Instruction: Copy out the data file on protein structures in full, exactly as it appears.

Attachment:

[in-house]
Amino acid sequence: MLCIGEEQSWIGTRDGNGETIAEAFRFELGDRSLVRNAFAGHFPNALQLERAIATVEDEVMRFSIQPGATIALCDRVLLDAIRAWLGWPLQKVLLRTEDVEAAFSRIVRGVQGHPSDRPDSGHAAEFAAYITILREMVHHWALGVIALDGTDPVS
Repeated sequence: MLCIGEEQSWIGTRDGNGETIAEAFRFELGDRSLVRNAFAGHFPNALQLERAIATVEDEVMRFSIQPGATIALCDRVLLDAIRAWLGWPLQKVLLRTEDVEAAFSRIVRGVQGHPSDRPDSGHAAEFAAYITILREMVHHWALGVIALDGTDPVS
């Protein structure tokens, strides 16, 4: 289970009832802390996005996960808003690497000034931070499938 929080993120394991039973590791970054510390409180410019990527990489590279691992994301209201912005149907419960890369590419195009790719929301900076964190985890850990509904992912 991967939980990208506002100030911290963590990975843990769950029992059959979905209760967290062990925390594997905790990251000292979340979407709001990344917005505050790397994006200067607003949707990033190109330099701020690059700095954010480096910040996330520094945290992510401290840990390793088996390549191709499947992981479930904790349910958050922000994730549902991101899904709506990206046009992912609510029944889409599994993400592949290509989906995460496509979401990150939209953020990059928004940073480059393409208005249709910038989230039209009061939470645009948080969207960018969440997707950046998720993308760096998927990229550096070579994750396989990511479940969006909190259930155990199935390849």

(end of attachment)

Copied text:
[in-house]
Amino acid sequence: MLCIGEEQSWIGTRDGNGETIAEAFRFELGDRSLVRNAFAGHFPNALQLERAIATVEDEVMRFSIQPGATIALCDRVLLDAIRAWLGWPLQKVLLRTEDVEAAFSRIVRGVQGHPSDRPDSGHAAEFAAYITILREMVHHWALGVIALDGTDPVS
Repeated sequence: MLCIGEEQSWIGTRDGNGETIAEAFRFELGDRSLVRNAFAGHFPNALQLERAIATVEDEVMRFSIQPGATIALCDRVLLDAIRAWLGWPLQKVLLRTEDVEAAFSRIVRGVQGHPSDRPDSGHAAEFAAYITILREMVHHWALGVIALDGTDPVS
């Protein structure tokens, strides 16, 4: 289970009832802390996005996960808003690497000034931070499938 929080993120394991039973590791970054510390409180410019990527990489590279691992994301209201912005149907419960890369590419195009790719929301900076964190985890850990509904992912 991967939980990208506002100030911290963590990975843990769950029992059959979905209760967290062990925390594997905790990251000292979340979407709001990344917005505050790397994006200067607003949707990033190109330099701020690059700095954010480096910040996330520094945290992510401290840990390793088996390549191709499947992981479930904790349910958050922000994730549902991101899904709506990206046009992912609510029944889409599994993400592949290509989906995460496509979401990150939209953020990059928004940073480059393409208005249709910038989230039209009061939470645009948080969207960018969440997707950046998720993308760096998927990229550096070579994750396989990511479940969006909190259930155990199935390849």